WITH the lawyers’ long march scheduled to kick off in a couple of days, the battle for the Punjab government has become frenzied. The PPP is working overtime to rope in the PML-Q perhaps in the hope that once the numbers game is settled the PML-N will be stripped of its assertion that it is the rightful claimant to power in the province. If the PPP succeeds, some of the pressure to immediately lift governor’s rule in Punjab may dissipate. (The imposition of governor’s rule by President Zardari has proved very divisive with key coalition partners demanding its withdrawal. Yesterday Prime Minister Gilani, on whose advice governor’s rule was imposed, also came out against the move.) Moreover, the federal government may then be more confident in taking a hard line against the long march, which has assumed ominous overtones ever since an aggrieved PML-N has thrown its weight fully behind the march.
Until now the most obvious stumbling block between a PPP-PML-Q coalition in Punjab has been the Q-league’s forward bloc which has vowed to support the PML-N. Because the combined strength of the PPP and PML-Q in the Punjab Assembly barely crosses the threshold of a simple majority, the PML-Q must vote en masse for the PPP if a coalition is to be formed between the two parties. Talk of compensating for the loss of the PML-Q forward bloc with a forward bloc carved out of the PML-N is premature and in any case seems likely to founder on the constitutional defection clause. If rebels vote against their party on the election of a chief minister, the constitution provides for the head of the parliamentary party to move for the disqualification of those members. Disqualification is a long-drawn-out process which must wend its way through the assembly, the election commission and finally, if the disqualified members so choose, the Supreme Court. In the meantime, a government formed with the support of forwards blocs will operate under a great cloud of legal and moral uncertainty. And if the eventual result is in fact disqualification, by-elections will have to be fought against a PML-N that will be confident of its support among Punjab’s voters.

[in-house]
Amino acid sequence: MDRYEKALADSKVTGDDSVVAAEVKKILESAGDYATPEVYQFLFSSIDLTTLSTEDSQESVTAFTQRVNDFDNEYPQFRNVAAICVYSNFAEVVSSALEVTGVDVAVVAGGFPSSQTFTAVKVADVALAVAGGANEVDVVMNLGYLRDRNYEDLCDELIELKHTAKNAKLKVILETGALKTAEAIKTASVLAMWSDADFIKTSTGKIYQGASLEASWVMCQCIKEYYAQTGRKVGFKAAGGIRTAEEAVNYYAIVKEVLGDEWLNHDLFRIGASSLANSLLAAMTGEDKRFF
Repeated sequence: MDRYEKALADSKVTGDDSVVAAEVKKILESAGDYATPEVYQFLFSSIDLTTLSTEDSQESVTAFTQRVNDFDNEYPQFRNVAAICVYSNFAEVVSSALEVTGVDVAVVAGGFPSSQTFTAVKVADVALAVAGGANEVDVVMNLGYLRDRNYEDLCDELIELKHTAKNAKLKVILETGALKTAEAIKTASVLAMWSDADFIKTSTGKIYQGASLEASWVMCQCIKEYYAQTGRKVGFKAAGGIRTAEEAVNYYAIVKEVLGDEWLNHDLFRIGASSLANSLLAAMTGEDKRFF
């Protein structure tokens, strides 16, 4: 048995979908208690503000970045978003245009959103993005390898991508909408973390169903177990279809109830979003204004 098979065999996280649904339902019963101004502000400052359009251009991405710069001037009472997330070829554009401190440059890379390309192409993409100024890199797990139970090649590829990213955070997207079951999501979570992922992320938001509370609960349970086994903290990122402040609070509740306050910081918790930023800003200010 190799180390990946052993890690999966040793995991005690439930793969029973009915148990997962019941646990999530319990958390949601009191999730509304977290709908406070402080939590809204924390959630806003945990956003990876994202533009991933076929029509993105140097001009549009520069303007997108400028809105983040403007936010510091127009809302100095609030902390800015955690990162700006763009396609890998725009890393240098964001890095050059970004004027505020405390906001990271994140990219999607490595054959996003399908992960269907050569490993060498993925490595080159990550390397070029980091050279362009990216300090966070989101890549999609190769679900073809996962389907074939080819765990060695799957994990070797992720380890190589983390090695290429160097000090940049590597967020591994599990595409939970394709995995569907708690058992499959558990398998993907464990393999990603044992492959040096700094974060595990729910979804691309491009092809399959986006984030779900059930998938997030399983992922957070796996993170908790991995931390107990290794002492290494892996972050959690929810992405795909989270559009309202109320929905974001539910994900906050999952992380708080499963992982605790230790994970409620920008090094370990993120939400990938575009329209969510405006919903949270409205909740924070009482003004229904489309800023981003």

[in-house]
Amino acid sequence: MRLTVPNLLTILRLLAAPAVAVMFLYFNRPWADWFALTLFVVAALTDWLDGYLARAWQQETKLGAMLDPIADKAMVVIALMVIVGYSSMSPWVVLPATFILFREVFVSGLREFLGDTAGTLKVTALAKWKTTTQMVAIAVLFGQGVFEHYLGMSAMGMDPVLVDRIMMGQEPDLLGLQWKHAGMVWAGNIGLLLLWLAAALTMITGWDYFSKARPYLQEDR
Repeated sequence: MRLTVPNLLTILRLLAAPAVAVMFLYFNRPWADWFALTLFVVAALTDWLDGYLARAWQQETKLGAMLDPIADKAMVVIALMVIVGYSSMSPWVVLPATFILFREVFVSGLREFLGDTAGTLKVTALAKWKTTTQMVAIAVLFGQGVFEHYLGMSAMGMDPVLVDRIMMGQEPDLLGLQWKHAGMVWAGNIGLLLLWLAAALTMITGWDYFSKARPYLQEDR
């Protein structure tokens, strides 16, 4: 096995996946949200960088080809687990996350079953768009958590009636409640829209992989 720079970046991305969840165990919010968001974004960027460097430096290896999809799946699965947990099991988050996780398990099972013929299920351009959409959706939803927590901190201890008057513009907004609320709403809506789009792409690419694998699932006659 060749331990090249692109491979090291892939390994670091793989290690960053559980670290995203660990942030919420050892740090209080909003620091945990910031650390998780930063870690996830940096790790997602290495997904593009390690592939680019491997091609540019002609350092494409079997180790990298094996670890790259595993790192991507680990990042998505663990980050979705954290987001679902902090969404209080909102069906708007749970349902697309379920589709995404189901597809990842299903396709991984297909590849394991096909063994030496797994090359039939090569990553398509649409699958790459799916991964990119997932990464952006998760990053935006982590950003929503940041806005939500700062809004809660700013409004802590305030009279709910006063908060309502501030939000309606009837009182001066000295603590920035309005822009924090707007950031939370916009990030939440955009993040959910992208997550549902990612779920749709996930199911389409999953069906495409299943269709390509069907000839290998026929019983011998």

Clearly then both the PPP and PML-Q will want their respective parties to fully back a coalition. For the moment, the PML-Q has not been able to win back the dissidents who support the PML-N but this may change if the enticements offered are tempting enough. Pakistani politics is never one for the faint-hearted, but the tricky permutations being worked out against a backdrop of a teetering economy and rampaging militants are deeply worrisome. Busy fighting yet another internecine battle, the politicians will certainly be distracted from other national crises. At the moment though, none of them appears to care.